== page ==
Signs of evolution
By Bohdanna Racette In catalogue: SOKOLOWSKI, ed. Galerie D'Art Jean-Claude-Bergeron

Nothing stays the same. The laws of nature are predicated on flux, movement, and transformation. All who live within her jurisdiction evolve. No one is spared this inevitability. While most simply embrace it, Dominik Sokolowski delights in it.

Encounters and negotiations with change are not new to him. He adapted to immigrating to Canada at fourteen. He found a balance between the cultures of new country and heritage, between the values of the citizen and the émigré. He mediated the various interests of a curious young mind; natural science gave way to the discipline of  architecture, graphic design was abandoned to the sensuality of oil paint. Love and fatherhood blurs the single-mindedness of the consummate artist; sharing his life, heart and soul with another artist enriches it. It is no wonder, then, that the latest works of Dominik Sokolowski may surprise people who have watched him perfect his abstract painting style.

A closer look at works such as Fevrier 28 or Fevrier 11, however, reveals a genealogy to his more traditional pieces, let's say, Mars 25 and Mars 2. In these works, as he did in those before them, he essentially explores the relation of forms and objects within a frame.

In the last eight years or so, Sokolowski has played only with the canvas, paint and palette knife to create the visual tension that is the hallmark of his paintings. His use of color is masterful; the reds, yellows, blues are never jarring. In painting after painting he experiments with their relation and proximity to one another and he subtle changes these variants affect. He layers the paint. The texture created by the palette knife adds a third dimension. Surfaces that look like aged plaster walls are often outlined with shiny furrows or slashed and scarred with grooves. He also uses the texture to reveal colors he had buried beneath the surface, usually more intense and vivid than the more filtered, atmospheric one of the skin. He plans these works meticulously, choreographing the shapes, hues and application. The work is disciplined, controlled and amply informed by the rich history of abstract painting in Europe and North America.

But Sokolowski is stepping outside of his comfort zone. As in his paintings, he scratches through the surface and reveals a more vulnerable artistic expression. As soon as he expends his repertoire of media beyond the traditional painting ones, he admits a more subjective interpretation of his work. As soon as he drops the elaborate pre-conceptualizing of his pieces in favor of spontaneity he runs the risk of involving himself and the viewer in a conversation that spills beyond the solipsism of minimalist art.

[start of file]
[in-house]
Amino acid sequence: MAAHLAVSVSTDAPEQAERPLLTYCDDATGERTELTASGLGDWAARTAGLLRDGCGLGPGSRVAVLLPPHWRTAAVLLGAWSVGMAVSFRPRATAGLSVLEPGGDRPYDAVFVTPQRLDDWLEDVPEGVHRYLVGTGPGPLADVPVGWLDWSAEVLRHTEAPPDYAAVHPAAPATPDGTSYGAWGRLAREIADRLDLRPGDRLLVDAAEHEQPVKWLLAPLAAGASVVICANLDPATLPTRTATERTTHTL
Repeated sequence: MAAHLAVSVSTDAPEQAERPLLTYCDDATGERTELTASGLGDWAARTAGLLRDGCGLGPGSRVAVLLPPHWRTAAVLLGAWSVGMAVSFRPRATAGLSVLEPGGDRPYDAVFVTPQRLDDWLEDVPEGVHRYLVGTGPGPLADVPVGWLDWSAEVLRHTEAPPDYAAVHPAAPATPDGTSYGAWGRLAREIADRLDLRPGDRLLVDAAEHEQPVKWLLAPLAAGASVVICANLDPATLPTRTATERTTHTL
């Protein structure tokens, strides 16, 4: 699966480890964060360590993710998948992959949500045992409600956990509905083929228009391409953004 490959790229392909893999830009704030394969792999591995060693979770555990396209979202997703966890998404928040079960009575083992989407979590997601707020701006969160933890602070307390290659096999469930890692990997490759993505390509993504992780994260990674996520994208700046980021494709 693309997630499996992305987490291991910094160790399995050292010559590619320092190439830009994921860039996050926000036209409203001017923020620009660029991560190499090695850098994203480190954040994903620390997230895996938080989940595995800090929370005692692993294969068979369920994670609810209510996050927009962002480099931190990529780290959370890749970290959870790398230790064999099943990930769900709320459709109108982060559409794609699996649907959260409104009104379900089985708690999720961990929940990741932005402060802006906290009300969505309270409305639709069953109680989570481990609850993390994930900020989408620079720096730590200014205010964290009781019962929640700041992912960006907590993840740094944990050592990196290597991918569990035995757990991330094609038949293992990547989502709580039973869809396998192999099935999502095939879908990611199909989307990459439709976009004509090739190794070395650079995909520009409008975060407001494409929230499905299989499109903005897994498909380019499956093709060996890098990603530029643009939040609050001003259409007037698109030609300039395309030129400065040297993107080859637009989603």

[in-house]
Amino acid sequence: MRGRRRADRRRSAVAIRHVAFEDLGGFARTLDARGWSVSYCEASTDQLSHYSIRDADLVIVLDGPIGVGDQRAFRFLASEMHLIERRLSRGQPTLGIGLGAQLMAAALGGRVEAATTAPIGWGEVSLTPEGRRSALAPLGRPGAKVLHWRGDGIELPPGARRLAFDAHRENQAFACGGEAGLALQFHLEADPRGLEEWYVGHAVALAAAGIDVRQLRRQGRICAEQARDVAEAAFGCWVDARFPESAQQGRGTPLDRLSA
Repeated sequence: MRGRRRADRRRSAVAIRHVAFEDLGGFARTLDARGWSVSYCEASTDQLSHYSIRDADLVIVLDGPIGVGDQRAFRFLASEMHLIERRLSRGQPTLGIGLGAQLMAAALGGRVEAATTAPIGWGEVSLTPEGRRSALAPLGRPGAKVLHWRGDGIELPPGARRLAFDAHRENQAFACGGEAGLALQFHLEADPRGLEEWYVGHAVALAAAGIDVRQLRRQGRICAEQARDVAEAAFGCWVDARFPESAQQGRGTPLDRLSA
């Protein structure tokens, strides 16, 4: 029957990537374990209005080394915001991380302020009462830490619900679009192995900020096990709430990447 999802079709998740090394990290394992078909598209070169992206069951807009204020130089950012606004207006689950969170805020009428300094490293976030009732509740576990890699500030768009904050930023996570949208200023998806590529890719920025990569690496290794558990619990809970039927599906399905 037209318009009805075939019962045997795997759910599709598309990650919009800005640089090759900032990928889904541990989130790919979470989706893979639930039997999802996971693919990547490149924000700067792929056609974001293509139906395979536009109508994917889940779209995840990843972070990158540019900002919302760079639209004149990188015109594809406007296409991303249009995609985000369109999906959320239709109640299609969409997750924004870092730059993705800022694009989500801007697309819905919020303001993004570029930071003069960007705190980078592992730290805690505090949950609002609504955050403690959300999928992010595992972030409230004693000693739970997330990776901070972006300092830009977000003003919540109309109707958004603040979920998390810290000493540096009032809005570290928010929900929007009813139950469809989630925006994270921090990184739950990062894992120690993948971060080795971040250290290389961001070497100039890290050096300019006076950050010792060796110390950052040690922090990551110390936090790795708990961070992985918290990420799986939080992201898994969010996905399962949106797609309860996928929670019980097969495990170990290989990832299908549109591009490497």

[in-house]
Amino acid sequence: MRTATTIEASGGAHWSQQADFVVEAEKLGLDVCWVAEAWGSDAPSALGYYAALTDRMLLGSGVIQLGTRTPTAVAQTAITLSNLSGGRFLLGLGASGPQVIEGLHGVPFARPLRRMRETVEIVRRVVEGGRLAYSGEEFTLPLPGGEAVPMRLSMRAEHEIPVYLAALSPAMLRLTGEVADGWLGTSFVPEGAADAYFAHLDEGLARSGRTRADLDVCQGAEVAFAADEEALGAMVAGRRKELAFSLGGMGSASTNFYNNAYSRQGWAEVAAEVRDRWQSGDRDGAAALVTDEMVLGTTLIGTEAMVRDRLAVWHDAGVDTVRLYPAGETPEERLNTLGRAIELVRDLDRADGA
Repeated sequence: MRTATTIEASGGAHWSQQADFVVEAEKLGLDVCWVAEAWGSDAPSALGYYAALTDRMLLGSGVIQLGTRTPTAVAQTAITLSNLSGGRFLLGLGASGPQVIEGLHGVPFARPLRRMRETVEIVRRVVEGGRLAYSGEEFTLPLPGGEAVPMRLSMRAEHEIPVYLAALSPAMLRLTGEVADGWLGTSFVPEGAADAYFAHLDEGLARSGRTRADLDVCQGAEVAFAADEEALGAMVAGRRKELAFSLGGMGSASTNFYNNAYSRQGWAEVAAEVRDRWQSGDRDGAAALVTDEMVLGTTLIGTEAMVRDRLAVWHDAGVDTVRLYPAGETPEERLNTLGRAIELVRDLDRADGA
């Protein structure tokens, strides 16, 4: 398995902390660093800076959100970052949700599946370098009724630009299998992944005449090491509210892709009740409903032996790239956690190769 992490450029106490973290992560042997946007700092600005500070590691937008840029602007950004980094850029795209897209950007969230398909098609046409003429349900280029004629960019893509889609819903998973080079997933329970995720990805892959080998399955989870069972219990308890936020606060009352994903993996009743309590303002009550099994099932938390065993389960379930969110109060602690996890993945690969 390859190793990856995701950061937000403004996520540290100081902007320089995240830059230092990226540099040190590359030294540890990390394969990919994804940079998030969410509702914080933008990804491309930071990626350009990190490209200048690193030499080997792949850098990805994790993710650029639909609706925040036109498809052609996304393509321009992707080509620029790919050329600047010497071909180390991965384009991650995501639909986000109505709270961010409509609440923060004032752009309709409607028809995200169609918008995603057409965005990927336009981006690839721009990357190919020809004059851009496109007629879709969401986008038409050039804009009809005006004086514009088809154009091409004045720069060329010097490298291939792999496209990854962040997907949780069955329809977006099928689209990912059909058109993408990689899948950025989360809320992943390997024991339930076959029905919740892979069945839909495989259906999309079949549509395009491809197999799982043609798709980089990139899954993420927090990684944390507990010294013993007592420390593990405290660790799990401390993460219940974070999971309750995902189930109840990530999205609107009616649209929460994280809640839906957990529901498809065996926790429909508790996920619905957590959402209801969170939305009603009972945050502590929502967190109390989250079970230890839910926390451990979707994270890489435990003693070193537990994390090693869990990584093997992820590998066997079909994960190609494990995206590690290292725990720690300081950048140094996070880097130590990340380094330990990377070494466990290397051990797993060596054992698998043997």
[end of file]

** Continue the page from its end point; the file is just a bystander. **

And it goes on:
The physical changes in Sokolowski's work are the substitution of wood or paper as substrate and the addition of found objects. The color palette remains similar. As does the basic grid patterning, the relationships of areas of texture and color, and the linear qualities. The texture, however, may be achieved by a piece of corrugated cardboard rather than layered paint and a blocked area may be a clipboard rather than an outlined area of canvas.

However, if the viewer reads the objects that Sokolowski uses as signs, with all of the significants that they connote, the messaging of the collage is enriched. Personal references abound. Newspaper clippings are in Polish. Photographs had been done by his photographer father. There are pieces of lace that his wife uses in her artwork. As the colored rectangles relate to each other in his formal paintings, these various parts also coalesce and create a visual tension for each work.

A child's toy - a building block - is repeated in a number of places . So are various tiles from a Scrabble game. These could refer to the same preoccupation with architecture, order and syntax that underlie all of Sokolowski's work. On the other hand they could refer to the artist's family orientation. However, an argument could be made also that these objects are simply that, found objects, and have no significance beyond their physical attributes. How they relate to each other conceptually and/or physically remains at the heart of the work.

Whatever the reading, the reasoning or even the impression, Dominik Sokolowski has taken an important step in his artistic evolvement. Where it will take him is yet to be seen.
 

© 2010 bill lowe gallery  |  site by visualiti